In a second case we evaluated a 48-year-old woman that complained of brief episodes of spinning dizziness associated with head movements. Fourteen days prior she reported a long lasting spinning vertigo diagnosed as right UVL. Instrumental findings performed 5 weeks before were the following: complete CP on the right side and high frequency VOR gain studied with vHIT on the right side equal to 0.56, 0.31 and 0.31 for the HC, AC and PC, respectively (Fig. 3). C-VEMPs were absent on the right side and evocable on the left side (Fig. 4A); O-VEMPs showed no response only on the left side (same methodology illustrated above) (Fig. 4B). During the follow up visit we performed a bedside examination that revealed a left-beating head shaking and vibration-induced nystagmus, but no spontaneous nystagmus. The right Dix-Hallpike manoeuvre revealed a torsional (with anti-clockwise direction) up-beating nystagmus. Magnetic resonance imaging (MRI) brain scan, performed on both patients, showed no abnormalities. No audiological impairment and, in particular, no air-bone gap was detected. The examination revealed a PC-PPV affecting the same side of superior and inferior neurolabyrinthitis. Both patients underwent a successful therapeutic Semont’s maneuver to treat the PC-PPV 9.
The combined use of new diagnostic tools like C-VEMP, O-VEMP and vHIT allows to assess impairment of the otolith organs and semicircular canals, and therefore to differentiate involvement of the vestibular receptor in UVL patients 5-7. CVT and vHIT allow examining HC function with a low (0.03 Hz) and high (5-7 Hz) frequency range of the stimulus; in turn, both tests provide information about superior VN function. The most recent vHIT devices even allow testing of the AC and PC; a normal VOR gain on the PC suggests that the function of the inferior VN is preserved. Moreover, saccular and inferior VN function can be studied with C-VEMPs, and utricular and superior VN function with O-VEMPs. Despite the large number of studies that have attempted to clarify the proper pathway of O-VEMPs, these potentials reflect mainly utricular and superior VN function. Moreover, the efferent branch of the reflex seems to be independent with respect to the stimulus employed; however, bone conducted stimulus administered to the midline Fz is considered the most efficient 10 11. Both O-VEMPs and C-VEMPs have been employed to diagnose cases of UVL with selective involvement of the inferior VN 12.
Although the aetiology has not yet been understood, BPPV is classified as idiopathic in most cases; however, its pathogenesis is almost certain and attributable to detachment and displacement of otoliths in one semicircular canal. Since the results of our vestibular tests indicated functional impairment of the structures innervated by the inferior VN (or of the inferior VN itself), it is hard to understand how a stimulus on the PC could reach vestibular nuclei and then oculomotor nuclei. Since normal MRI excluded a central origin of the positional nystagmus, some hypotheses can be formulated. PC loss of function can be caused by PPV itself: the literature shows that HC-PPV can affect the results of both CVT and HIT 13; we did not consider this theory because our tests were performed before finding any sign of PPV. A simpler explanation is that sufficiently preserved function in the PC and inferior VN allows a severe PPV to manifest itself despite instrumental findings. Differently, if we assume that neurolabyrinthitis is caused by a loss of inputs from PC ampulla (pathological PC-VOR gain) and from the saccule (absent C-VEMPs), how can the PC-PPV be explained? We can hypothesise that a type 2 cell preservation in PC would be able to make the cupula respond to low-frequency stimuli such as free-floating otoconia, whereas the damaged type 1 cells would not allow the cupula to respond to high frequency stimuli like vHIT. A different theory implies the inferior VN fibres to be the site of the lesion: in this case, the intact PC ampulla receptors would respond to otoconia. However, it would be harder to explain how residual neural activity would make the VN reactive only to positioning manoeuvres (slow displacement of the cupula), but not to the vHIT. A role in this sense could be played by vestibulo-cochlear anastomoses first described by Von Oort in 1981 14. This would explain the presence of PPV and the absence of C-VEMPs in case of complete VN impairment; however, it still implies a stimulus-dependent transmission of the afferent inputs by the anastomoses. One should also take in account that the amplitude of the potential is extremely dependent on sternocleidomastoid muscle contraction and on the age of the patient: sometimes the lack of reliability of C-VEMPs does not necessarily imply the presence of pathology 15. It is also possible that our findings might be due to artefacts. However, the standardised methodology used and the presence of a reliable p1-n1 complex (with normal amplitude and latencies) on the healthy side make this possibility less plausible. Finally, because of the neural pathway of VEMPs, it is also possible that there are aspects that are still not completely understood.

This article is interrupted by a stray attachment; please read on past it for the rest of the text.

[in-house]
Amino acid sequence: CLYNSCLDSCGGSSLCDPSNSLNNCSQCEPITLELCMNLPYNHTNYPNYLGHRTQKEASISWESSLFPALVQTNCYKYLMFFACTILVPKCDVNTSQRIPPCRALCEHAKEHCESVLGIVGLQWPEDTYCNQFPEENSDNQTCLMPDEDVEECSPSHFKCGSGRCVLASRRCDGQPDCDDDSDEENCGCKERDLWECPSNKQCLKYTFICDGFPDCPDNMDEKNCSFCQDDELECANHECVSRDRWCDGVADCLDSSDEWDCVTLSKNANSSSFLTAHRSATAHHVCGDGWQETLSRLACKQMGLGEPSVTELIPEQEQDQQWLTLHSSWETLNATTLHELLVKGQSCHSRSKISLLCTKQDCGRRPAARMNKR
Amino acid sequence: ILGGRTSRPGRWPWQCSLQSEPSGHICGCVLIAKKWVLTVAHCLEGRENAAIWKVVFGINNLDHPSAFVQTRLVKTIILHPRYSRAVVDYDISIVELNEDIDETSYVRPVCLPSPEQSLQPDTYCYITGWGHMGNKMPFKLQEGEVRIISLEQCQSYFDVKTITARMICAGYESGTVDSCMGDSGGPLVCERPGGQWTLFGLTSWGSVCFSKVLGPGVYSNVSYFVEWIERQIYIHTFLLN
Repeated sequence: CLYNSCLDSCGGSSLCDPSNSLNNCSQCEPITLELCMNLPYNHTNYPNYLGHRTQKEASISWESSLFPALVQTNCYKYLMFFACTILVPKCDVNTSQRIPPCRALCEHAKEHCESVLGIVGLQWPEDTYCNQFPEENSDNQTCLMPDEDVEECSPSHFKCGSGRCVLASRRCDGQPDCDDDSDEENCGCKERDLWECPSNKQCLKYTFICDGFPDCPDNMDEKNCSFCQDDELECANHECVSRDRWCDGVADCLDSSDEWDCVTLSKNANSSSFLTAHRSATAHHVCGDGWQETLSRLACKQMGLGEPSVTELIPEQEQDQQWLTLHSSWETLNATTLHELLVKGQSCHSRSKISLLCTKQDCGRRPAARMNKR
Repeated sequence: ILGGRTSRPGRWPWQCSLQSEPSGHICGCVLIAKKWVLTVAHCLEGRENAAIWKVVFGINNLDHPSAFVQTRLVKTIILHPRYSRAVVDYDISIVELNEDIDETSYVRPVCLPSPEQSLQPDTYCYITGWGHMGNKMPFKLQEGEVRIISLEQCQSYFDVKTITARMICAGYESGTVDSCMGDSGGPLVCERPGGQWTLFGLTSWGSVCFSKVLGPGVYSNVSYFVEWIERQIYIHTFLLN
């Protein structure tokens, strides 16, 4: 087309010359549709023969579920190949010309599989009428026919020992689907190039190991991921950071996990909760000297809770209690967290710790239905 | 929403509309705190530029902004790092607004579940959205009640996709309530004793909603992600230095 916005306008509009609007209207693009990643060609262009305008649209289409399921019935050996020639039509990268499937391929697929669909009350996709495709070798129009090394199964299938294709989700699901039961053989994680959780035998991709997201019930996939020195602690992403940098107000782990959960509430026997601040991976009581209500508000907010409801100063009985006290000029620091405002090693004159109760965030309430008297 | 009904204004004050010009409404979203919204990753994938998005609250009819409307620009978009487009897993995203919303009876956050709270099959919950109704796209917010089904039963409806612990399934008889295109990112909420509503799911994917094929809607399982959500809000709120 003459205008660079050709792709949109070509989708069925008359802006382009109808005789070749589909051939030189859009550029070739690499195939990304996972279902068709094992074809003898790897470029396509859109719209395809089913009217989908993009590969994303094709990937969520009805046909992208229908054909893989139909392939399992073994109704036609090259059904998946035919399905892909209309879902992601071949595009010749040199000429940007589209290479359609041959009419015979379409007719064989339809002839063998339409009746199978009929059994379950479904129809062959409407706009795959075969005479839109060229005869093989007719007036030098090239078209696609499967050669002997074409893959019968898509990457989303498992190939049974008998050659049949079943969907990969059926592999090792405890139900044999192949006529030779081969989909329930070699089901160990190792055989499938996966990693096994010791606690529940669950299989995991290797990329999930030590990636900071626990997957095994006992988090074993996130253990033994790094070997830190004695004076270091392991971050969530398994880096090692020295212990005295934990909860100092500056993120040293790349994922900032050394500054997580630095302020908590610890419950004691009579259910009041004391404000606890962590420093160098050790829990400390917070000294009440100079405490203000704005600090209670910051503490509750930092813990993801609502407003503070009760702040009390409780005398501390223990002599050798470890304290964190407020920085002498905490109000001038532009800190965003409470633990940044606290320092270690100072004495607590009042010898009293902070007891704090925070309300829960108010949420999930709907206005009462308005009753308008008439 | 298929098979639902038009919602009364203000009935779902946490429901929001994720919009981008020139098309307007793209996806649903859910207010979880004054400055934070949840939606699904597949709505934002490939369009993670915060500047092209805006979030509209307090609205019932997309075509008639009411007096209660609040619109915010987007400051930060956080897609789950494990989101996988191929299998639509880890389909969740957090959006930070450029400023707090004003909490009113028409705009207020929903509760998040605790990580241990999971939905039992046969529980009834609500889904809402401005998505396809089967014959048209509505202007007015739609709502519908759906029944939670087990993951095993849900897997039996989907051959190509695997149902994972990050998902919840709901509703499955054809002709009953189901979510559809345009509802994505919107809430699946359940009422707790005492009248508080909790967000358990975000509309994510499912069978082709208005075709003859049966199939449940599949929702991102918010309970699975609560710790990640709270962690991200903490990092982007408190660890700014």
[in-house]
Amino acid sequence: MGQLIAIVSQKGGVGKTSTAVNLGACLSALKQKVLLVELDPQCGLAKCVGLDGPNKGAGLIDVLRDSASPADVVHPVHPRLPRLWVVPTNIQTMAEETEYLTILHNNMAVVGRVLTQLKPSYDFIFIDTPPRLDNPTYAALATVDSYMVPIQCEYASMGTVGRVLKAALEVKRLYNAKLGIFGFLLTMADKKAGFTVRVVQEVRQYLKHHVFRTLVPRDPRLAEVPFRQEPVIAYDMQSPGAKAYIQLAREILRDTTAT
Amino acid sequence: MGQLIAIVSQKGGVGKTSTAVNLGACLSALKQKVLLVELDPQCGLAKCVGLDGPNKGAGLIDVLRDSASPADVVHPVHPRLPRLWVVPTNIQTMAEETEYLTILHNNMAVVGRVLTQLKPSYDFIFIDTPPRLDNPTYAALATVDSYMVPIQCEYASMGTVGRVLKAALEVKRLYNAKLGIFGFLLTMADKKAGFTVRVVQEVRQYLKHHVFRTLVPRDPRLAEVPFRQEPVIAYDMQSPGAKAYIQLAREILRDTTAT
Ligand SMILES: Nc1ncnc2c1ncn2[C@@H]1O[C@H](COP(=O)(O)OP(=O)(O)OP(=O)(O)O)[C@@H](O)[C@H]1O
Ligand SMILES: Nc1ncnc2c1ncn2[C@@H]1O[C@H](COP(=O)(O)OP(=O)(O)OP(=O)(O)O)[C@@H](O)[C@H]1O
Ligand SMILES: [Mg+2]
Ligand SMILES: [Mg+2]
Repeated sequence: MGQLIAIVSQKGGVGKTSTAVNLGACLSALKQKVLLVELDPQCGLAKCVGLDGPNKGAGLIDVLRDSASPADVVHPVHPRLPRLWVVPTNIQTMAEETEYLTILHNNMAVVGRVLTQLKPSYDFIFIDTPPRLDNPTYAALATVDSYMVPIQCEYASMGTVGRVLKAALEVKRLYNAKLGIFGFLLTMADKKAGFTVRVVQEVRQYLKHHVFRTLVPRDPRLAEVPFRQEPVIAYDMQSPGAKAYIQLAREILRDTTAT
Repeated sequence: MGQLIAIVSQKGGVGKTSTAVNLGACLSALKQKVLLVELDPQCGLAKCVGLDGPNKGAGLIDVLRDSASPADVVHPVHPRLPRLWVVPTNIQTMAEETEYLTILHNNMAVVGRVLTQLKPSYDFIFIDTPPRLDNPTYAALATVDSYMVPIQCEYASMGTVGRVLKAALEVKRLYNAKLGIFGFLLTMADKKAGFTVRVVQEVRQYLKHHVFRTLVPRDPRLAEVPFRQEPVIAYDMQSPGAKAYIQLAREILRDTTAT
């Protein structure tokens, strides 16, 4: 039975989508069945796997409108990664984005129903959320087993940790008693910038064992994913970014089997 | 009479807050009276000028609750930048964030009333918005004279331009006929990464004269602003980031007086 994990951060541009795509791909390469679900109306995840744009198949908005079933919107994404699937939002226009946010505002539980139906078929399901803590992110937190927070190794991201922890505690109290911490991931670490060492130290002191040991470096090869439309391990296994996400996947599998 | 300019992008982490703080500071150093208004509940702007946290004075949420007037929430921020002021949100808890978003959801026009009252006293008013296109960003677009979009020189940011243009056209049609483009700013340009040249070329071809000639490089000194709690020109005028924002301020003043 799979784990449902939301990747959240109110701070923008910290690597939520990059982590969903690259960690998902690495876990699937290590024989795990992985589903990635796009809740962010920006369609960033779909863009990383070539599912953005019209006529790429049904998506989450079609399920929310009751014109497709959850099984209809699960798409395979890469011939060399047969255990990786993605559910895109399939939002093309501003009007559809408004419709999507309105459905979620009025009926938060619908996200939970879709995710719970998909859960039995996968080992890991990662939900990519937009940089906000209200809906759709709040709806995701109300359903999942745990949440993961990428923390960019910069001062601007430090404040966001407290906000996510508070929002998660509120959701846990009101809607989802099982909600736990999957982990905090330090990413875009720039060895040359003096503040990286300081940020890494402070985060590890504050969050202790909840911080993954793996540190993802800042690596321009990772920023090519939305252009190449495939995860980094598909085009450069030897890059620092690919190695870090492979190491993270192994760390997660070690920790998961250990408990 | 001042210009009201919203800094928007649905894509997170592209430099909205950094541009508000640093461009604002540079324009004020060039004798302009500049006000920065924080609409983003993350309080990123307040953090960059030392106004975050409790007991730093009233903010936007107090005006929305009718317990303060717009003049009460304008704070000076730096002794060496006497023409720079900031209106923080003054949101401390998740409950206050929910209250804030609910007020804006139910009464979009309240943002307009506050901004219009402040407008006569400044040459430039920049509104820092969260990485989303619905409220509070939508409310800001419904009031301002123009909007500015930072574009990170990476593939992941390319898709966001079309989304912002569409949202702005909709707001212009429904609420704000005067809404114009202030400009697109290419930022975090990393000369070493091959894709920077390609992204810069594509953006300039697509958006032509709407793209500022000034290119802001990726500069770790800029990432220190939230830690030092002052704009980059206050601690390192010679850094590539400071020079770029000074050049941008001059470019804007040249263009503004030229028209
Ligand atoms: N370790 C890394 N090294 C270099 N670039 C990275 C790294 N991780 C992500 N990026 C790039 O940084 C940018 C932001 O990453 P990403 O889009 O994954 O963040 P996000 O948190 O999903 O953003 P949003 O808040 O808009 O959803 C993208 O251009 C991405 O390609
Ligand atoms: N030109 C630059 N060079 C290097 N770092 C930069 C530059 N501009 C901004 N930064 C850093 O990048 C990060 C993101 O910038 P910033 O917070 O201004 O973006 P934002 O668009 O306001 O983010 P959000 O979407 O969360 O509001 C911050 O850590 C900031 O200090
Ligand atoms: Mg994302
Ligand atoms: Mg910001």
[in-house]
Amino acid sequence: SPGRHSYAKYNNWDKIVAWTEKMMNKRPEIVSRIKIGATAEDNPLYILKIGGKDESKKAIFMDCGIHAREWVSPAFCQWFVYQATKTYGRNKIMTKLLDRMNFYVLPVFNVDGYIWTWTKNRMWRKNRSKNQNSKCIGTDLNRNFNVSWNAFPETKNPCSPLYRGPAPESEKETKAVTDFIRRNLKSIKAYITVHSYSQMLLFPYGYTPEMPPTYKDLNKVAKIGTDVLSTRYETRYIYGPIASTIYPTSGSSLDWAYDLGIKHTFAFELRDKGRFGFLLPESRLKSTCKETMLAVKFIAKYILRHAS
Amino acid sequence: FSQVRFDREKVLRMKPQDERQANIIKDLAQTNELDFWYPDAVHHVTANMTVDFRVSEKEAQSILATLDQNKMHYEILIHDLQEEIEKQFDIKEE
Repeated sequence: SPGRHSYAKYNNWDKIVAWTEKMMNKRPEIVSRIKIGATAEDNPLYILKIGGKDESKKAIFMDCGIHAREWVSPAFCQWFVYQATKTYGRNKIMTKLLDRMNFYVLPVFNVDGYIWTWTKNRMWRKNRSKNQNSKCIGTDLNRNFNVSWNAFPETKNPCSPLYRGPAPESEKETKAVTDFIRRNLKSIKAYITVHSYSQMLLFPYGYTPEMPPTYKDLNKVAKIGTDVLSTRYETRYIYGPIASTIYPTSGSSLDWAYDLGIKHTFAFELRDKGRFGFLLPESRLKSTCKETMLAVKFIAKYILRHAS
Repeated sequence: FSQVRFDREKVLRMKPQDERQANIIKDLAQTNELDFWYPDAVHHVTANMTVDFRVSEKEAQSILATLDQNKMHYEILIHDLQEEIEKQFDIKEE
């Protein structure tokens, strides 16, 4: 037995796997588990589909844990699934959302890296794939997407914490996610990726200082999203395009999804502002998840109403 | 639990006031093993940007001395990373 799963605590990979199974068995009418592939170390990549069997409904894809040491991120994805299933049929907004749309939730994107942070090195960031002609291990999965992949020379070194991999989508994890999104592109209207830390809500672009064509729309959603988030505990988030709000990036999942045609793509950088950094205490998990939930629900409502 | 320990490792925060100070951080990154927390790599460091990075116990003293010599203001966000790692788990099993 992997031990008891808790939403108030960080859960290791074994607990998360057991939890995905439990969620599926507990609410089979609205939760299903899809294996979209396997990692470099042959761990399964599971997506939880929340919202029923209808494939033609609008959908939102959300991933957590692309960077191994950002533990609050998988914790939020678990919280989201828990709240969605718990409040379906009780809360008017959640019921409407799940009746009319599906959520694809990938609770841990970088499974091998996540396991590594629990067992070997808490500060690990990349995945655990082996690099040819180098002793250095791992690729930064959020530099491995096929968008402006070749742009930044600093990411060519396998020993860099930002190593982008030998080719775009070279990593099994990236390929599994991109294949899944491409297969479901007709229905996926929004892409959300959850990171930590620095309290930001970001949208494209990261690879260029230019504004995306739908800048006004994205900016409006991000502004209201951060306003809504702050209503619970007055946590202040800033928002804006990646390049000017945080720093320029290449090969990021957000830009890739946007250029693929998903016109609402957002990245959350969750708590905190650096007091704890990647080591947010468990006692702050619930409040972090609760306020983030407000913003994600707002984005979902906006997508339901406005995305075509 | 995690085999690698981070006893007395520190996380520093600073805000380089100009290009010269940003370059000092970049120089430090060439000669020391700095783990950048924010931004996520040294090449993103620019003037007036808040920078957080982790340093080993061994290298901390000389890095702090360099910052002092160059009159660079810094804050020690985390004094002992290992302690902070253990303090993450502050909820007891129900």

The present cases show that a clinical entity attributable to Lindsay-Hemenway syndrome is possible even though vestibular instrumental assessment shows complete labyrinthine impairment. Therefore, even in this case, a diagnosis of PPV should be considered and close follow-up is recommended. Some hypotheses about the findings can be made, even if further studies are needed for better comprehension.
Figures and tables